A DC voltage source supplies electrons that move in a single direction, producing a current $I$ distributed through the conductor's cross-section.
As per Ohm's law, a change in voltage changes the force on the electrons, causing an increase in the speed (and hence the current) of the electrons.
Electrons under the influence of a DC voltage don't move in a straight path, as they are attracted by the positive charge of atomic nuclei in their path.
When we apply a sinusoidal AC voltage to a conductor, electrons alternately accelerate, slow, stop, and reverse direction.
When we apply high frequencies, like $300$ MHz, I assume that the alternation of voltage direction is so fast that electrons don't move, they only hesitate in one place. But if this is true, that electrons are standing still, then how do antennas oscillate current to create $EM$ waves?
If we look at the plot (below), with two different frequency waves, it appears that the electrons get to the same speed (or amplitude) with different frequencies, but they just reach it faster at higher frequencies.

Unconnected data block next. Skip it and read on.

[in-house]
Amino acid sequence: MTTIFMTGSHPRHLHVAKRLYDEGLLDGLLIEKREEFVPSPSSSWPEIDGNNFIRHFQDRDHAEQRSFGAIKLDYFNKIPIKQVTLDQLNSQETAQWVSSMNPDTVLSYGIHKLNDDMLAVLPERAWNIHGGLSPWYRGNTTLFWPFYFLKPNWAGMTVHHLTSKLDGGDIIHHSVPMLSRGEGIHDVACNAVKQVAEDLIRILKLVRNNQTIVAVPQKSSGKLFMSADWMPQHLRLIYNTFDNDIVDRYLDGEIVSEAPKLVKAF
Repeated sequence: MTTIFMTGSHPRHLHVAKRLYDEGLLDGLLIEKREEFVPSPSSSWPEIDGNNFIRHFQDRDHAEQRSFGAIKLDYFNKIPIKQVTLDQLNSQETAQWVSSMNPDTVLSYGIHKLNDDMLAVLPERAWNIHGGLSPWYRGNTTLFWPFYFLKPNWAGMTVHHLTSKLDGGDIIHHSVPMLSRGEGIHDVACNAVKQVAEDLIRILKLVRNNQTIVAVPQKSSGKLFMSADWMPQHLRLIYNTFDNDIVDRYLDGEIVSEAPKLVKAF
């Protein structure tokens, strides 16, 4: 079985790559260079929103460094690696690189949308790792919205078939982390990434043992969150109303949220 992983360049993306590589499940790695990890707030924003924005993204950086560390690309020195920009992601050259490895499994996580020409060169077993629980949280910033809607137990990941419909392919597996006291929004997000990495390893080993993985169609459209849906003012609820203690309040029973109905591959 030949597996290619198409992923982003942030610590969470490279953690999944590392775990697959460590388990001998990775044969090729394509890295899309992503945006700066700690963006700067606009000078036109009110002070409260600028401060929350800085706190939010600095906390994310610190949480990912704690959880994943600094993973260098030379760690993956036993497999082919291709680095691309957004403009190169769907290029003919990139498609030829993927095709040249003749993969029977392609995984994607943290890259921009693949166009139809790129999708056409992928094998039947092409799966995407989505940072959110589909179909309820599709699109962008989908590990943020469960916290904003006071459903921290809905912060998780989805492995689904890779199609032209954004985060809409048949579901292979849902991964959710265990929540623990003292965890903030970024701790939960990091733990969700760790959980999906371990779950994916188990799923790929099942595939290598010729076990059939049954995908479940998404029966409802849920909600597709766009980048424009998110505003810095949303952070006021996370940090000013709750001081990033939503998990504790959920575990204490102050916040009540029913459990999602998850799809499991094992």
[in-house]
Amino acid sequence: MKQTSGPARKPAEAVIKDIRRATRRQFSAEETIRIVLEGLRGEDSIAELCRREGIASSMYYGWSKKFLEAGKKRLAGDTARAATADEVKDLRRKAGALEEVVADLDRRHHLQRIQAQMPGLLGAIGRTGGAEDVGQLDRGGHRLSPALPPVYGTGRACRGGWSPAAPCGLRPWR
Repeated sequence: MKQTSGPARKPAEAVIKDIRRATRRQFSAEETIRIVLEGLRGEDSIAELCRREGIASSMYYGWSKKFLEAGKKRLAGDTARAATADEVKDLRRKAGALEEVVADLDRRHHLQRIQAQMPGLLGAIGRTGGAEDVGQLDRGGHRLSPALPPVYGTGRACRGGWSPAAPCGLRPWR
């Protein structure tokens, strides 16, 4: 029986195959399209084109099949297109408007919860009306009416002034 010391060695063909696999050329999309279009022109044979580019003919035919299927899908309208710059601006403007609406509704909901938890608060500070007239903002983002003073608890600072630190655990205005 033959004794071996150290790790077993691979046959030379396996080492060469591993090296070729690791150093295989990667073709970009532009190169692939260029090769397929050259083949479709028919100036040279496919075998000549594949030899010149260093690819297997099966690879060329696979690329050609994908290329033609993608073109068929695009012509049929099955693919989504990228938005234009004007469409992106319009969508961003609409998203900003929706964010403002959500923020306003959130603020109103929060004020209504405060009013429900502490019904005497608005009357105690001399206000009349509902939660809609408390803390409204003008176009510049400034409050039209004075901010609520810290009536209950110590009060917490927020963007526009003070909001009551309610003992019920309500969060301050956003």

What is the reason for the energy difference between the higher and lower frequency waves?
- Possibly the difference is due to the energy of a quantum of each $EM$ wave since its energy depends on its frequency $E=h\nu$?
- Possibly the difference is due to Special Relativity effects. Maybe the $E$ field of the oscillating electron increases and compresses with the increase in velocity of the electron?
- In my example (below), the frequency doesn't change the amplitude of the wave. Is it the change in electron speed that increases the EM wave energy? Or, is it the peak voltage upon which the EM wave energy depends?
Example - illustrating my question:
If I generate a $300$ MHz $EM$ wave through an antenna with a $1$ V voltage source, will that EM wave have higher energy than a much lower frequency wave produced by the same antenna but with a $200$ V amplitude? If so, why?